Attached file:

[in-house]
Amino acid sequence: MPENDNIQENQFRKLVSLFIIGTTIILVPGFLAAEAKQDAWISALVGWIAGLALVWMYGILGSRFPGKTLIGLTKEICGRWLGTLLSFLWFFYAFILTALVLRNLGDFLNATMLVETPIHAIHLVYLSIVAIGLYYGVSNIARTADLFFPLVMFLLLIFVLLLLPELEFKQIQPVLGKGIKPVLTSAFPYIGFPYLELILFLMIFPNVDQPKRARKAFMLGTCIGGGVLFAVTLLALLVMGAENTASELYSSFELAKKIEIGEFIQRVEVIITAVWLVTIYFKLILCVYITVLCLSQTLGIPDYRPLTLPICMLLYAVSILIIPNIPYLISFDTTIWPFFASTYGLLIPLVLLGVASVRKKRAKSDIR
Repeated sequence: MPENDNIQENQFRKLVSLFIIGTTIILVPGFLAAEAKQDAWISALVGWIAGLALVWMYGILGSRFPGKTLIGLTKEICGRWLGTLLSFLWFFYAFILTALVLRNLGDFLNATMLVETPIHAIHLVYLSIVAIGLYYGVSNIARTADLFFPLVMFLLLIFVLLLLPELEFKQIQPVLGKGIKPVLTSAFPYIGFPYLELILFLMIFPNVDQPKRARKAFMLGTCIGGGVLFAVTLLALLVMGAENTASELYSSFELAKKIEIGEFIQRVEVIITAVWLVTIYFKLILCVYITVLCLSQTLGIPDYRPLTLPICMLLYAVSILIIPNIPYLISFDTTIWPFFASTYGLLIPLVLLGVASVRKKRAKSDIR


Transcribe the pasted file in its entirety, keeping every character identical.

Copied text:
[in-house]
Amino acid sequence: MPENDNIQENQFRKLVSLFIIGTTIILVPGFLAAEAKQDAWISALVGWIAGLALVWMYGILGSRFPGKTLIGLTKEICGRWLGTLLSFLWFFYAFILTALVLRNLGDFLNATMLVETPIHAIHLVYLSIVAIGLYYGVSNIARTADLFFPLVMFLLLIFVLLLLPELEFKQIQPVLGKGIKPVLTSAFPYIGFPYLELILFLMIFPNVDQPKRARKAFMLGTCIGGGVLFAVTLLALLVMGAENTASELYSSFELAKKIEIGEFIQRVEVIITAVWLVTIYFKLILCVYITVLCLSQTLGIPDYRPLTLPICMLLYAVSILIIPNIPYLISFDTTIWPFFASTYGLLIPLVLLGVASVRKKRAKSDIR
Repeated sequence: MPENDNIQENQFRKLVSLFIIGTTIILVPGFLAAEAKQDAWISALVGWIAGLALVWMYGILGSRFPGKTLIGLTKEICGRWLGTLLSFLWFFYAFILTALVLRNLGDFLNATMLVETPIHAIHLVYLSIVAIGLYYGVSNIARTADLFFPLVMFLLLIFVLLLLPELEFKQIQPVLGKGIKPVLTSAFPYIGFPYLELILFLMIFPNVDQPKRARKAFMLGTCIGGGVLFAVTLLALLVMGAENTASELYSSFELAKKIEIGEFIQRVEVIITAVWLVTIYFKLILCVYITVLCLSQTLGIPDYRPLTLPICMLLYAVSILIIPNIPYLISFDTTIWPFFASTYGLLIPLVLLGVASVRKKRAKSDIR